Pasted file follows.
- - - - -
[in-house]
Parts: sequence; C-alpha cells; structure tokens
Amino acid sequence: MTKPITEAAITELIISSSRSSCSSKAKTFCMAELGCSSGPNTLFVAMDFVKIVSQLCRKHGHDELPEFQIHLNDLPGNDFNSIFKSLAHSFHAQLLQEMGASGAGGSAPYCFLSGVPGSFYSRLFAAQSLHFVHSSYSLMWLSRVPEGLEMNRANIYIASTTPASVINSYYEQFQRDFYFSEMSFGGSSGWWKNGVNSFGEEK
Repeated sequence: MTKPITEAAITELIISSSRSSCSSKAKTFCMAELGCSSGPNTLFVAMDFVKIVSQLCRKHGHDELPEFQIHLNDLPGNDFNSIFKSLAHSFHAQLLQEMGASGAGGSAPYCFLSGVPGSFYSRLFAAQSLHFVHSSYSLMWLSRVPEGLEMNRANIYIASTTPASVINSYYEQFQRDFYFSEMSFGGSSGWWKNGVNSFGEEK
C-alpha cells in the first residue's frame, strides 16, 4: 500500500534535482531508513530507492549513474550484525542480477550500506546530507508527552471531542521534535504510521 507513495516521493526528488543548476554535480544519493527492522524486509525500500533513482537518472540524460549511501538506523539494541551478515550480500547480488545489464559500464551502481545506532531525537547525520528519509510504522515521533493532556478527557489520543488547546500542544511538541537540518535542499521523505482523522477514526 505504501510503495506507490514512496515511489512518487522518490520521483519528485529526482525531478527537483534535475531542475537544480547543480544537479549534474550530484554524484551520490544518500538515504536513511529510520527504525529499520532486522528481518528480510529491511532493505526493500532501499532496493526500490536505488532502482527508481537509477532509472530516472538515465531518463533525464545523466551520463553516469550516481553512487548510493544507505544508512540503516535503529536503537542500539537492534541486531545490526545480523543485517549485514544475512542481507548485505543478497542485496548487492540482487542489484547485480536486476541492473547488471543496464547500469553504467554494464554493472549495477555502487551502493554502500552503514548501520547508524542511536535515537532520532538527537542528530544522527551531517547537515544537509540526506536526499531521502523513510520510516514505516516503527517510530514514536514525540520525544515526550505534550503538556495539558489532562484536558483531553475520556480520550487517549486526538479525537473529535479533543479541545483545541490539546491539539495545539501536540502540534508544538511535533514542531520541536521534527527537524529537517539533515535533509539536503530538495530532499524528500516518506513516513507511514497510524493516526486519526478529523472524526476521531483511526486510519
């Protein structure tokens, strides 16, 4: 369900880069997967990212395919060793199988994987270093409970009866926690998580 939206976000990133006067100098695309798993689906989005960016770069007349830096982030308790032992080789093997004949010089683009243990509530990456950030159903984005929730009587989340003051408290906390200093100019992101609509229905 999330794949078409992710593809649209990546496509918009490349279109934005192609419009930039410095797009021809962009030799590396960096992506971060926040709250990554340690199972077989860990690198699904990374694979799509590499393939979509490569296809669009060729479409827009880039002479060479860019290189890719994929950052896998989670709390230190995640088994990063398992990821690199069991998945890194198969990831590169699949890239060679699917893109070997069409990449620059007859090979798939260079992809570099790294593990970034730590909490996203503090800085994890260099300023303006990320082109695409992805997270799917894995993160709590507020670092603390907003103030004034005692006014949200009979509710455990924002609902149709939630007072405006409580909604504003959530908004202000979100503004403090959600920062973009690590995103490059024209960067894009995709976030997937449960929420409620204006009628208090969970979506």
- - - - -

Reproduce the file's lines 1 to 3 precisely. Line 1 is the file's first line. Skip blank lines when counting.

[in-house]
Parts: sequence; C-alpha cells; structure tokens
Amino acid sequence: MTKPITEAAITELIISSSRSSCSSKAKTFCMAELGCSSGPNTLFVAMDFVKIVSQLCRKHGHDELPEFQIHLNDLPGNDFNSIFKSLAHSFHAQLLQEMGASGAGGSAPYCFLSGVPGSFYSRLFAAQSLHFVHSSYSLMWLSRVPEGLEMNRANIYIASTTPASVINSYYEQFQRDFYFSEMSFGGSSGWWKNGVNSFGEEK